Before anyone shouts me down and tells me im living in cookoo land remember the altarnative is the destruction of ALL ours habitat.
For the convenience of a few trinckets sadly it apears some people see that as price worth paying.
There called fatalists.
That arms industry will be needed when overpopulated countries start fighting over food and water. :)

If the first world did cut down their military spending, something I would like to see, the money would not be spent on the third world. It would be spent improving the over militarized countries, something I would also like to see. No politician is going to run for election by explaining to his constituents that their taxes need to be 30% higher so the money can be spent to improve other countries filled with people who cannot keep it in their pants.
 
Jun 12, 2010
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BroDeal said:
That arms industry will be needed when overpopulated countries start fighting over food and water. :)

If the first world did cut down their military spending, something I would like to see, the money would not be spent on the third world. It would be spent improving the over militarized countries, something I would also like to see. No politician is going to run for election by explaining to his constituents that their taxes need to be 30% higher so the money can be spent to improve other countries filled with people who cannot keep it in their pants.
My own great grandparents " couldnt keep it in there pants", my gran was one of 12. I have two kids. Is your assertion that somehow these people who cant keep it in there pants in countries you donts specify ( but might I assume there mainly rather poor and Black / South East Asian?) are somhow less capable of making better choices if conditions were better?.
Id hazard a guess that a huge % of eople on this forum dont have to go far back before there familes lines consisted of many more offspring than the 2.0 of much of developed societies.
It may seem counter intuitive to some but there the facts. Eliminate poverty you eliminate the population explosion.
 
Jul 4, 2009
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BroDeal said:
It is not my fault that you are too stupid to figure out that human advancement is a story of ever increasing energy use. Everything we have today is the result of a massive amount of energy. Try building a highway with only human and animal labor. Try growing the amount of food we produce with an ox driven plow. Our cities were created with an amount of power that was impossible to produce a couple of centuries ago.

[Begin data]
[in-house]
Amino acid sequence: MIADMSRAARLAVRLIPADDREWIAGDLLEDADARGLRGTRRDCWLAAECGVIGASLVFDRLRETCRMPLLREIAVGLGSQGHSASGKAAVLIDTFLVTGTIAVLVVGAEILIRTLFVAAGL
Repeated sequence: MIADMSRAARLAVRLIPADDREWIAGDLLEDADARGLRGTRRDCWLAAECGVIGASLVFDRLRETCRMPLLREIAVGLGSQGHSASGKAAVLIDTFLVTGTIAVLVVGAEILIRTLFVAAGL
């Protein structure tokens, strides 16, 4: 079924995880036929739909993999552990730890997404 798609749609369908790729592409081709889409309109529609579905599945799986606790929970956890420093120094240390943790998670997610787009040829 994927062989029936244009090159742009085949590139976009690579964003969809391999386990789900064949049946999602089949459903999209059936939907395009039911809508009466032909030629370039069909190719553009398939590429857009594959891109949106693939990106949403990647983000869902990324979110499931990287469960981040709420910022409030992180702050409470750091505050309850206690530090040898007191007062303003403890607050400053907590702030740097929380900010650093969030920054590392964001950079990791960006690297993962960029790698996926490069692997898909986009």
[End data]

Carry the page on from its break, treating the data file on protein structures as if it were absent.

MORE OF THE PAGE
Maybe you will be happy living in a mud hut with no running water and scrounging for edible roots, but the rest of the first world likes all the conveniences that come from modern civilization.
...first, when you are engaged with someone in a conversation or a debate its a good idea to actually listen to what the other party is saying...on the one hand it is the polite thing to do and shows you are a gentleman and on the other hand it allows one to develop an effective counter-argument... if you don't do that, you risk the possibility of appearing to be a boorish lout who is incapable of dealing meaningfully with others...and your counter argument has the good possibilty of becoming meaningless...

...second, I have no problem with the way you frame your assertion that the modern world is built to a great extent on the availability of amounts of energy that were not, until recently, available to mankind....and yes it would be stupid to say otherwise...but if you had actually taken the trouble to look at what I wrote, you will find I never said that...and as for the mud hut thing? gawd only knows where that came...

....but the problem with your argument, if you can call it that, is that it is hinged on this idea of ever increasing use of energy....and in a nutshell that is the problem....this planet does not have the resources to maintain that level of energy production by the means it is currently being produced...and to change direction to other means will require a huge infrastructure effort that we can as a society now afford( though barely)...but, and this is the important bit, if we wait any longer we will not have have that luxury...so in the worse case scenario we may in fact be soon living in mud huts...